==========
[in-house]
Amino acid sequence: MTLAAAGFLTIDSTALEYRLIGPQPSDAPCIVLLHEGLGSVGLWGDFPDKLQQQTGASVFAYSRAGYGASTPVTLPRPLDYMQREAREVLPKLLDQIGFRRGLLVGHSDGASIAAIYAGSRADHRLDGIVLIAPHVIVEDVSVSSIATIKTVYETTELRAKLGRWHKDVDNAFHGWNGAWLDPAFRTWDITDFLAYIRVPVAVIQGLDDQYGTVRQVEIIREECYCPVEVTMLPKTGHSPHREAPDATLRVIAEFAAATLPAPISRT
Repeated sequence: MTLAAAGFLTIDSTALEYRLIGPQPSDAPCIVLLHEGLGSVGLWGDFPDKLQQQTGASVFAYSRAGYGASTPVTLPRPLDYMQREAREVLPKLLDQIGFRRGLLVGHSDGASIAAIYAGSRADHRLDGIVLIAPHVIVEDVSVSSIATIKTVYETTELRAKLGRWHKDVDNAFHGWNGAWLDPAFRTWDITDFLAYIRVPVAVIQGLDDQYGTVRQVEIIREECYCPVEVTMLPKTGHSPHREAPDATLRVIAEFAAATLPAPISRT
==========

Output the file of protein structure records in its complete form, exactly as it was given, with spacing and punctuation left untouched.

[in-house]
Amino acid sequence: MTLAAAGFLTIDSTALEYRLIGPQPSDAPCIVLLHEGLGSVGLWGDFPDKLQQQTGASVFAYSRAGYGASTPVTLPRPLDYMQREAREVLPKLLDQIGFRRGLLVGHSDGASIAAIYAGSRADHRLDGIVLIAPHVIVEDVSVSSIATIKTVYETTELRAKLGRWHKDVDNAFHGWNGAWLDPAFRTWDITDFLAYIRVPVAVIQGLDDQYGTVRQVEIIREECYCPVEVTMLPKTGHSPHREAPDATLRVIAEFAAATLPAPISRT
Repeated sequence: MTLAAAGFLTIDSTALEYRLIGPQPSDAPCIVLLHEGLGSVGLWGDFPDKLQQQTGASVFAYSRAGYGASTPVTLPRPLDYMQREAREVLPKLLDQIGFRRGLLVGHSDGASIAAIYAGSRADHRLDGIVLIAPHVIVEDVSVSSIATIKTVYETTELRAKLGRWHKDVDNAFHGWNGAWLDPAFRTWDITDFLAYIRVPVAVIQGLDDQYGTVRQVEIIREECYCPVEVTMLPKTGHSPHREAPDATLRVIAEFAAATLPAPISRT